Monthly Archives: April 2009

Agua: Worth the Wait

Entrance to Agua by the beach

Entrance to Agua by the beach

We were greeted with perfect weather on our first full day in Barcelona. The sun was shining and the wind was calm, so we donned our short-sleeved shirts and headed towards the water.

There are many small restaurants with both indoor and outdoor seating all along the beach in Barcelona. We decided to check out Agua, as recommended by Esquire’s John Mariani. Although the other restaurants surrounding Agua had plenty of open seating, we decided to wait for “thirty minutes” to be seated outside here. After all, Agua must be doing something right if they are the only restaurant with a wait.

And so, as the hostess recommended, we took a seat at the bar facing an enormous window that looked out onto the outdoor patio and the Mediterranean beyond. At first it was nice, sitting there with a great glass of cava, the sparkling wine specialty of the Catalonia region, looking out onto the beach as the chic Spanish crowd with their faces half covered by enormous sunglasses filtered in and out of the establishment. And then we watched as the hostess greeted her friends with a kiss and an immediate table in the sun. Half an hour went by. Forty minutes. I sat for over an hour, admiring the Mediterranean paradise with greedy eyes, like a devilish American tourist whose access was denied.

Finally, after reminding the hostess of our existence, we were shown to a perfect table in the early afternoon sunlight. The house cava was excellent: Gran Claus 2004 Cava Brut Nature Reserva. We started with an arugula salad with parmesano cheese and balsamic, which was fresh and delicious. We also ordered mixed vegetables, which included broccoli, zucchini, and carrots, sautéed in a thyme olive oil and prawns in garlic oil. The savory star of the meal was the crema de ceps, huevo poché y aceite de trufa blanca, a poached egg in white truffle oil covered with mushroom puree. This was perhaps the most successful dish I had during my visit to Spain. The white truffle oil brought intense flavor to the dish while the perfectly cooked runny egg contributed texture to the otherwise thin puree. While it probably was not the most impressive looking dish, as each bite was simply a varying shade of brown, it had the most interesting taste.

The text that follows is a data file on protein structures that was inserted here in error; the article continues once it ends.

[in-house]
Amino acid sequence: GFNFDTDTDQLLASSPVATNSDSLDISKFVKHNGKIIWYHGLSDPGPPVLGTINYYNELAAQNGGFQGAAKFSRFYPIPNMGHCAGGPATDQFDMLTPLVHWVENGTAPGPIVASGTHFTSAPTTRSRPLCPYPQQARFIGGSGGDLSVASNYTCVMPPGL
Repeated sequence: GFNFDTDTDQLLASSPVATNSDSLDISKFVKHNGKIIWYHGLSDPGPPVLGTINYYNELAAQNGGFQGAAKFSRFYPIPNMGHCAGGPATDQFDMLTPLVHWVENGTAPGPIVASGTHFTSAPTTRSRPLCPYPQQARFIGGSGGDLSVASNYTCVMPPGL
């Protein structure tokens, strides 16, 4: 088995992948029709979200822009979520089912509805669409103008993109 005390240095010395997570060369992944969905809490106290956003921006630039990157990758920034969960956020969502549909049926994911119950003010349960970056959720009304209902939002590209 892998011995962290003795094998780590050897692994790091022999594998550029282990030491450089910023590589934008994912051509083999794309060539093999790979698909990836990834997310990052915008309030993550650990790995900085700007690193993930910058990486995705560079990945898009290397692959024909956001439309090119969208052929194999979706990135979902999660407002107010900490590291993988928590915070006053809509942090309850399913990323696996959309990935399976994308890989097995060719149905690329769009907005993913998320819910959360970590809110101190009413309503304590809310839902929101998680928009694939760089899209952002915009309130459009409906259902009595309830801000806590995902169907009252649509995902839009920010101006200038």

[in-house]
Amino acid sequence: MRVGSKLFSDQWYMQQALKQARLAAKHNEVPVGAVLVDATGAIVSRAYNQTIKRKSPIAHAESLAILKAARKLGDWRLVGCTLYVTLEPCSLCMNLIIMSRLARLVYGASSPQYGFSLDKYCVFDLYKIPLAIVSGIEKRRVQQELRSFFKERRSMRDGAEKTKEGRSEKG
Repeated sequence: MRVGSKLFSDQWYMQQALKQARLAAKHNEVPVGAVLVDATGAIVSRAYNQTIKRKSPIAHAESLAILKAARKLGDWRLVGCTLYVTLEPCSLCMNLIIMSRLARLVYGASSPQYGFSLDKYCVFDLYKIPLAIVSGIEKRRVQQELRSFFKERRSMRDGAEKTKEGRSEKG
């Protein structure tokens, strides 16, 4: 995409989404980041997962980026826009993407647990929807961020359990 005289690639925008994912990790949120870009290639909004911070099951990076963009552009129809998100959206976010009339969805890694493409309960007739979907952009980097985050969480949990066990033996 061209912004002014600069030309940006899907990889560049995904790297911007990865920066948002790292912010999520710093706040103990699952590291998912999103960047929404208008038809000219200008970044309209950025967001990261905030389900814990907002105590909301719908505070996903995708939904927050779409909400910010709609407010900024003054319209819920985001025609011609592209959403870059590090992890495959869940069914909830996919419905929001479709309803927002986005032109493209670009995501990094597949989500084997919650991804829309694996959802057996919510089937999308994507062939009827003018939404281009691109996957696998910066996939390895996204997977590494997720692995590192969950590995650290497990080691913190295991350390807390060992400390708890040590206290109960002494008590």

crema de ceps, huevo poché y aceite de trufa blanca

crema de ceps, huevo poché y aceite de trufa blanca

Next, we ordered paella. The dish was good, but I think that Agua’s innovative dishes are more impressive than their traditional ones. While this was evident with the starters, it was confirmed with the dessert. We ordered the fresitas gratinadas a la pimienta, strawberries with custard that are grilled with a dash of pepper. The wild strawberries were small and tart and complemented the sweet custard very well. This dessert was so delicious that I had no qualms about continuing to eat it even after my mom compared the consistency of the custard to breast milk.

fresitas gratinadas a la pimienta

fresitas gratinadas a la pimienta

Agua
Pg. Marítim de la Barcoloneta, 30
08003 Barcelona
Tel 93 225 1272

Advertisements

1 Comment

Filed under Uncategorized

Quatre Gats: A Historical Landmark But Not Much More

4gatsexterior“In January 1899 Picasso returned to Barcelona after his stay in Horta de Sant Joan. From then on he became a full member of the Catalan avant-garde. The meeting point and the heart of the Catalan artistic and literary world was the famous café Quatre Gats, which opened on 12 June 1897 in Monsió Street. It was an initiative of Miguel Utrillo in association with Rusiño and Casas and the manager was Pere Romeu. The young Picasso’s fellow habitués were Carles Casagemas, Jaume Sabarstés, Ramon and Cinto Reventos, Mateu and Angel Fernåandez de Soto, Joaquim Mir, Hermen Anglada Camarasa Isidre Nonell and Ramon Pichot.” –Museo Picasso

Quatre Gats, a landmark of the modern artistic movement of the early 20th century, still exists on Carrer Montsió, a small pedestrian-only side street in el Burno neighborhood of Barcelona. Quatre Gats may be comparable to Gertrude Stein’s infamous Parisian apartment, the regular hang out of Picasso’s French and Expatriate contemporaries. Indeed, the rich history of Quatre Gats is immediately apparent upon arrival. Every inch of available wall space is taken up by framed prints of Picasso sketches, and the décor looks as if it has not been updated in the past century.

This is not to say that the scene at Quatre Gats is dead. We stopped in for a late supper on a weekday night and were greeted by jovial waiters dancing and singing to the pianist playing various Spanish and American tunes in the corner. The large dining room was nearly filled with guests drinking wine and in no rush to leave.

But Quatre Gats was certainly not extraordinary for its cuisine. The food was not of bad quality, but it was mostly lacking in flavor and creativity. We began the meal with a green salad, which was fine, and croquettes. The croquettes were soft and bland; my mom said they reminded her of food she served in the nursing home in which she volunteered. (“What? Don’t you think this is perfect food for them?!”)